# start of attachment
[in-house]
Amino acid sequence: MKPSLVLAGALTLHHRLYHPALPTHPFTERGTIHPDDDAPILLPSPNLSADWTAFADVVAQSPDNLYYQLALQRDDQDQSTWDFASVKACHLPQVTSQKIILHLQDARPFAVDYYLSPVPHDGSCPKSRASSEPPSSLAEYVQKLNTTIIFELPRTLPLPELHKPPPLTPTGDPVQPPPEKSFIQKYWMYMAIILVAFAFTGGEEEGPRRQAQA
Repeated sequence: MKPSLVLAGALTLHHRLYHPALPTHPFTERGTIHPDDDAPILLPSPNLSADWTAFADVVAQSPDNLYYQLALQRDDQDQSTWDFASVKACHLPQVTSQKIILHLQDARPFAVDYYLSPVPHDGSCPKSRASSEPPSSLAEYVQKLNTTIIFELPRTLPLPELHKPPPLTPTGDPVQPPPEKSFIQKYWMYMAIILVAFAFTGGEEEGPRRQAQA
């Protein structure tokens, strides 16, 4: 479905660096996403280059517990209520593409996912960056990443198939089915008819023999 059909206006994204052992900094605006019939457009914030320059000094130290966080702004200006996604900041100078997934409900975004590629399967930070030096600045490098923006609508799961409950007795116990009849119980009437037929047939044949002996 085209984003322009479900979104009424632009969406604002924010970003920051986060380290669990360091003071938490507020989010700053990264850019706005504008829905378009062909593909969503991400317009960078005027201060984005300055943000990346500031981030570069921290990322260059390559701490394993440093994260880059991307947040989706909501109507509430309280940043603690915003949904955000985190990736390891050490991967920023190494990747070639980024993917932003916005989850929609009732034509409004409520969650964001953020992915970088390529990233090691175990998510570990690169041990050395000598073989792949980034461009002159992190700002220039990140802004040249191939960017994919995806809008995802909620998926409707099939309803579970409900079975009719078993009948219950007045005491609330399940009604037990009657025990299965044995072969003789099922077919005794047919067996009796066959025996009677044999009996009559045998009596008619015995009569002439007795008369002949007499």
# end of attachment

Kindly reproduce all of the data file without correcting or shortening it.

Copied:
[in-house]
Amino acid sequence: MKPSLVLAGALTLHHRLYHPALPTHPFTERGTIHPDDDAPILLPSPNLSADWTAFADVVAQSPDNLYYQLALQRDDQDQSTWDFASVKACHLPQVTSQKIILHLQDARPFAVDYYLSPVPHDGSCPKSRASSEPPSSLAEYVQKLNTTIIFELPRTLPLPELHKPPPLTPTGDPVQPPPEKSFIQKYWMYMAIILVAFAFTGGEEEGPRRQAQA
Repeated sequence: MKPSLVLAGALTLHHRLYHPALPTHPFTERGTIHPDDDAPILLPSPNLSADWTAFADVVAQSPDNLYYQLALQRDDQDQSTWDFASVKACHLPQVTSQKIILHLQDARPFAVDYYLSPVPHDGSCPKSRASSEPPSSLAEYVQKLNTTIIFELPRTLPLPELHKPPPLTPTGDPVQPPPEKSFIQKYWMYMAIILVAFAFTGGEEEGPRRQAQA
């Protein structure tokens, strides 16, 4: 479905660096996403280059517990209520593409996912960056990443198939089915008819023999 059909206006994204052992900094605006019939457009914030320059000094130290966080702004200006996604900041100078997934409900975004590629399967930070030096600045490098923006609508799961409950007795116990009849119980009437037929047939044949002996 085209984003322009479900979104009424632009969406604002924010970003920051986060380290669990360091003071938490507020989010700053990264850019706005504008829905378009062909593909969503991400317009960078005027201060984005300055943000990346500031981030570069921290990322260059390559701490394993440093994260880059991307947040989706909501109507509430309280940043603690915003949904955000985190990736390891050490991967920023190494990747070639980024993917932003916005989850929609009732034509409004409520969650964001953020992915970088390529990233090691175990998510570990690169041990050395000598073989792949980034461009002159992190700002220039990140802004040249191939960017994919995806809008995802909620998926409707099939309803579970409900079975009719078993009948219950007045005491609330399940009604037990009657025990299965044995072969003789099922077919005794047919067996009796066959025996009677044999009996009559045998009596008619015995009569002439007795008369002949007499």